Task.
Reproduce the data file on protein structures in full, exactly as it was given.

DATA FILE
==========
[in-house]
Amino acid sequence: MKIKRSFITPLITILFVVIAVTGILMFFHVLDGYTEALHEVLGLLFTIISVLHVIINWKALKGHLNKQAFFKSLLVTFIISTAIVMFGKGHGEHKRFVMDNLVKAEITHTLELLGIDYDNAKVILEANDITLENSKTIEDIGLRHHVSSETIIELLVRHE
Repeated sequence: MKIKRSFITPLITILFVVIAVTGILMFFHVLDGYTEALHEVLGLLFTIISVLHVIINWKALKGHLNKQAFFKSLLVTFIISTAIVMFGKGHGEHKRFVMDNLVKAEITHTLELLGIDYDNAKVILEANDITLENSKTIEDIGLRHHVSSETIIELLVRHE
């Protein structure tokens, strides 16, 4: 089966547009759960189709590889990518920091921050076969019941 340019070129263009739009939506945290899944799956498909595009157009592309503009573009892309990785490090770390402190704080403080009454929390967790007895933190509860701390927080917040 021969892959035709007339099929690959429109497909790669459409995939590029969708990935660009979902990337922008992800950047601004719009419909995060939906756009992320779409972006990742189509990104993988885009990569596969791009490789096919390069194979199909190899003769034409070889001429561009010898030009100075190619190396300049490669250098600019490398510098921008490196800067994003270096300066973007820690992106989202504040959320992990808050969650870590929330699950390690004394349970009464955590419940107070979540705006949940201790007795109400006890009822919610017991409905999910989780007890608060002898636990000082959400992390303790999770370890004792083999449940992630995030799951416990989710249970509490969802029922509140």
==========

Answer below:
[in-house]
Amino acid sequence: MKIKRSFITPLITILFVVIAVTGILMFFHVLDGYTEALHEVLGLLFTIISVLHVIINWKALKGHLNKQAFFKSLLVTFIISTAIVMFGKGHGEHKRFVMDNLVKAEITHTLELLGIDYDNAKVILEANDITLENSKTIEDIGLRHHVSSETIIELLVRHE
Repeated sequence: MKIKRSFITPLITILFVVIAVTGILMFFHVLDGYTEALHEVLGLLFTIISVLHVIINWKALKGHLNKQAFFKSLLVTFIISTAIVMFGKGHGEHKRFVMDNLVKAEITHTLELLGIDYDNAKVILEANDITLENSKTIEDIGLRHHVSSETIIELLVRHE
């Protein structure tokens, strides 16, 4: 089966547009759960189709590889990518920091921050076969019941 340019070129263009739009939506945290899944799956498909595009157009592309503009573009892309990785490090770390402190704080403080009454929390967790007895933190509860701390927080917040 021969892959035709007339099929690959429109497909790669459409995939590029969708990935660009979902990337922008992800950047601004719009419909995060939906756009992320779409972006990742189509990104993988885009990569596969791009490789096919390069194979199909190899003769034409070889001429561009010898030009100075190619190396300049490669250098600019490398510098921008490196800067994003270096300066973007820690992106989202504040959320992990808050969650870590929330699950390690004394349970009464955590419940107070979540705006949940201790007795109400006890009822919610017991409905999910989780007890608060002898636990000082959400992390303790999770370890004792083999449940992630995030799951416990989710249970509490969802029922509140």